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					        he nternet: What's all the fuss?
Written by: Roderick Hames                                                    Article Questions

        Introduction:

      nless you never watch TV, listen to a radio, or read, you almost certainly have
heard about the Internet or know something about it. Very few people have never
heard of the Internet; however most people have either used the Internet occasionally
or frequently. It doesn't take much to know that the Internet has attracted an
enormous amount of attention.


          hat would cause thousands of companies, millions of people and virtually every
                major country in the world to invest millions of dollars into the Internet?
                An even better question is what would caused something that operated for
                nearly 20 years without much public interest to grow to such overwhelming
                popularity today? What truly is all this fuss about?

               ome believe it's the speed and wide variety of information found on the
               net that has made it so popular. Others say it's the ease one can access
           and publish information on the Internet while others just believe it is a fad.
No matter what people say, they can't deny the Internet's tremendous growth rate and
current level of popularity in this and other countries.



      Who uses it?

    n fact, if you have not heard or browsed the Internet, it is not the fault of the
Internet. It just isn't that complicated or isolated. Furthermore, anyone with a
computer, phone line, modem , and an ISP can connect and even publish on the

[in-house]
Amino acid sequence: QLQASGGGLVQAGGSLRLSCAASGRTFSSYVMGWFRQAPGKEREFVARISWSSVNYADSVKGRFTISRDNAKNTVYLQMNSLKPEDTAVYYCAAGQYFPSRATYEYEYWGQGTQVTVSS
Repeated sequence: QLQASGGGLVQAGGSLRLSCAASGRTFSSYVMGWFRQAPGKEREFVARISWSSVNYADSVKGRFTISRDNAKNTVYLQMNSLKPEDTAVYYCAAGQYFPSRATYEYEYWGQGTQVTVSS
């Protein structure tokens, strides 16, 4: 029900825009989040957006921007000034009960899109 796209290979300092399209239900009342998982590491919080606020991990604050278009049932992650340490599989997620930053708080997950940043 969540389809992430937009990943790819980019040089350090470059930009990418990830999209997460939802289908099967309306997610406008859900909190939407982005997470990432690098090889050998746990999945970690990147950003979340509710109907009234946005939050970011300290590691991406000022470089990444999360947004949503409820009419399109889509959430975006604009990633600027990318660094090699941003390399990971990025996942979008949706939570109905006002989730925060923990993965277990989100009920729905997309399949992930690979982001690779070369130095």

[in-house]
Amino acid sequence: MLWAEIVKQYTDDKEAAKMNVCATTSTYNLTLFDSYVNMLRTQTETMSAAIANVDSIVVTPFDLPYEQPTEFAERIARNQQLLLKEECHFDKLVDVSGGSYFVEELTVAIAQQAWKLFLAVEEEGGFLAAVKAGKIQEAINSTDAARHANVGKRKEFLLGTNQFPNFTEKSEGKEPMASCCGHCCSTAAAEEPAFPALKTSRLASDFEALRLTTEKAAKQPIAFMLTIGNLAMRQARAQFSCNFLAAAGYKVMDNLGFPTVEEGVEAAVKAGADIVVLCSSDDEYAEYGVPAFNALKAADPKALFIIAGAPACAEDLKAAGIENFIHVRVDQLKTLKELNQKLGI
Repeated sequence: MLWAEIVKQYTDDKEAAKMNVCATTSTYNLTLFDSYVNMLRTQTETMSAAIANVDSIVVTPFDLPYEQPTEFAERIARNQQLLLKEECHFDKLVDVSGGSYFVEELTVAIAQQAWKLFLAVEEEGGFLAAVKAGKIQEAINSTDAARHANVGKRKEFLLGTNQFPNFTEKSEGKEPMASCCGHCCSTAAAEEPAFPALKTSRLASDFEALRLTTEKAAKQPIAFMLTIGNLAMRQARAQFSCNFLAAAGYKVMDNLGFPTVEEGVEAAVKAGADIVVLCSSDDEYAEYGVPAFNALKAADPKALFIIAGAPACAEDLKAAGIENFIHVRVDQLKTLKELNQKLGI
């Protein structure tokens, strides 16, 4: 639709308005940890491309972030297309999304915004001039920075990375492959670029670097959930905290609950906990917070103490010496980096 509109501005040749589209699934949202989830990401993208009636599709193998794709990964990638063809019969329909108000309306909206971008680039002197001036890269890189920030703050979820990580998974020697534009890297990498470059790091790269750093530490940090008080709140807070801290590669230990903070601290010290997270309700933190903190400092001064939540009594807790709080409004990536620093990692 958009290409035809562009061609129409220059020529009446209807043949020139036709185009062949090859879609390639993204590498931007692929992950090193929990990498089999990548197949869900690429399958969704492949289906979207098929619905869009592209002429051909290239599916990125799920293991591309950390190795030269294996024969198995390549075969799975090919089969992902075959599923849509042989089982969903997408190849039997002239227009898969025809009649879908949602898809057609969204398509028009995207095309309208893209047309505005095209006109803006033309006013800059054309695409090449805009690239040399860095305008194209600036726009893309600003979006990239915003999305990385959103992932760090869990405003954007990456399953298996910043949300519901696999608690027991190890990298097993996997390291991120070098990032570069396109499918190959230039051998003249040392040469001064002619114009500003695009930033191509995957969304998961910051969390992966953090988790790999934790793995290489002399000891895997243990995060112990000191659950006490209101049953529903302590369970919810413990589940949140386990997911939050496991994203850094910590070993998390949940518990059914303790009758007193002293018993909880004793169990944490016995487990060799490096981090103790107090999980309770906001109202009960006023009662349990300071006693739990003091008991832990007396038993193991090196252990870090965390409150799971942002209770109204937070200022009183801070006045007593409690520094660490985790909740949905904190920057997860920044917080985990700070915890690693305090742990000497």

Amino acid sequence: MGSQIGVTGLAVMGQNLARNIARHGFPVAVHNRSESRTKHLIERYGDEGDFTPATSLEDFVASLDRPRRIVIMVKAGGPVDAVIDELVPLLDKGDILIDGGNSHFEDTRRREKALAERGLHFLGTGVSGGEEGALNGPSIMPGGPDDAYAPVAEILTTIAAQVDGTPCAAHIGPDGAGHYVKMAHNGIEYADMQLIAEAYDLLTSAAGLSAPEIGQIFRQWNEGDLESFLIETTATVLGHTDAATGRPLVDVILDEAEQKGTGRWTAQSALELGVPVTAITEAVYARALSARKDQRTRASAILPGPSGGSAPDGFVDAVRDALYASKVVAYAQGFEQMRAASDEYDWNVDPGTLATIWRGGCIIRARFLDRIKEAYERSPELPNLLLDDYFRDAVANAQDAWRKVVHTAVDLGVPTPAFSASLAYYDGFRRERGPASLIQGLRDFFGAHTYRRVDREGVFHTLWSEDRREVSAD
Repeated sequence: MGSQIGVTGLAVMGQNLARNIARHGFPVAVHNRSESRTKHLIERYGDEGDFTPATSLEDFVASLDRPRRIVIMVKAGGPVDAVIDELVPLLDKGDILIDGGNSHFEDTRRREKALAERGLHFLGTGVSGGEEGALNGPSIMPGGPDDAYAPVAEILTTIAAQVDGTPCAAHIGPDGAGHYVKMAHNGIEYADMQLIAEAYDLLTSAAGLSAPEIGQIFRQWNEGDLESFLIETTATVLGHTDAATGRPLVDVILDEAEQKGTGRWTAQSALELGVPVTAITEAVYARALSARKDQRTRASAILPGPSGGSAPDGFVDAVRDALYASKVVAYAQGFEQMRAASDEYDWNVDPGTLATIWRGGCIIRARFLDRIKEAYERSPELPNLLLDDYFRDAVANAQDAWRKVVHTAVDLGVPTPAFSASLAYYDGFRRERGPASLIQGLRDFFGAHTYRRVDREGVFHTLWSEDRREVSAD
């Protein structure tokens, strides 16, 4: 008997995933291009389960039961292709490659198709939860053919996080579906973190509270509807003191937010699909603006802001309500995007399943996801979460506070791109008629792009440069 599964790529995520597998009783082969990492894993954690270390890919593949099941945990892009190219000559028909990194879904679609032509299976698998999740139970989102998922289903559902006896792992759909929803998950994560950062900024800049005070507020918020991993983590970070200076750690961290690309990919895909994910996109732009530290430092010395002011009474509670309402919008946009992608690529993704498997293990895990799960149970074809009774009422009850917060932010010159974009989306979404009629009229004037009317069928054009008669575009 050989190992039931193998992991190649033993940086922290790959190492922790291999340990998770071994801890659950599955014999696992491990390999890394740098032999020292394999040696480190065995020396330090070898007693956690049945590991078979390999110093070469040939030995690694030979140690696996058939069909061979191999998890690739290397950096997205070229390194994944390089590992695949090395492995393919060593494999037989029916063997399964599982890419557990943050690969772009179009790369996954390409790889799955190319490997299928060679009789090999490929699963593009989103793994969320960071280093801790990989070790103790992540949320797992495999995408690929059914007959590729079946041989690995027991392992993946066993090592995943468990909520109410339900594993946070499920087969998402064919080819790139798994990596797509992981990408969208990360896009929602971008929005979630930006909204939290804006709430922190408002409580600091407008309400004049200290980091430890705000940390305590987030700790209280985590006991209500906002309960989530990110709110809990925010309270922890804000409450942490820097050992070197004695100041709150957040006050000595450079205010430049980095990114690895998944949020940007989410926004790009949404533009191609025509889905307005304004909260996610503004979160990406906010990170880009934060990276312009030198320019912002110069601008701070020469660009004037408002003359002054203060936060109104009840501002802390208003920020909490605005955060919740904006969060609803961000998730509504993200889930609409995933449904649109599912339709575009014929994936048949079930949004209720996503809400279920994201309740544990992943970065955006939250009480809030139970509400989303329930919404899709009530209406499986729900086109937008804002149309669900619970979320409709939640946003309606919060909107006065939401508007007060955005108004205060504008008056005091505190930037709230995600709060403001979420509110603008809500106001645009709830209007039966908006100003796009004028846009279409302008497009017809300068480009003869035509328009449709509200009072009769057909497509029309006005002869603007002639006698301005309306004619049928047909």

Internet. However to publish you will have to get to know some Basic Terms such as
HTML, HTTP, URL, and others. From young to old, millions of companies,
organization, and individuals have published with great success.

    ust look around. As my mom says, "Everything has gone www.com crazy."
    Don't get me wrong the Internet has its complex side. It is a well thought out
network with lots of technical languages and protocols that make it work. But that
complexity has simply made it easier for the average person to use. From
doctors, lawyers, professors, scientist to hobbyist, housewives and elementary
students all have found something of value on the Internet .



Its Benefits:

      he Internet's speed, vast resources, and its ability to directly communicate with
others are its greatest benefits. Because the Internet uses the quickness of computers
to transmit its data, information can travel at tremendous speeds. Speed is not the
only benefit. The Internet uses hundreds of thousands of computers all connected to
each other to store vast amounts of information. And finally, because the Internet
allows for individuals to have specific electronic mail addresses, people can easily
      communicate with one another.

     he Internet is considered by many to be superior to the best and biggest libraries
     in the county. This superiority exists primarily due to the thousands of
organizations, companies and individuals publishing on the Internet. With such ease
of publishing and the wide variety of publishers, there is almost no subject left off the
Internet. The Internet's ability to deliver this vast amount of information has drawn
even more users. Not having to wait for a book, newspaper, or magazine publisher to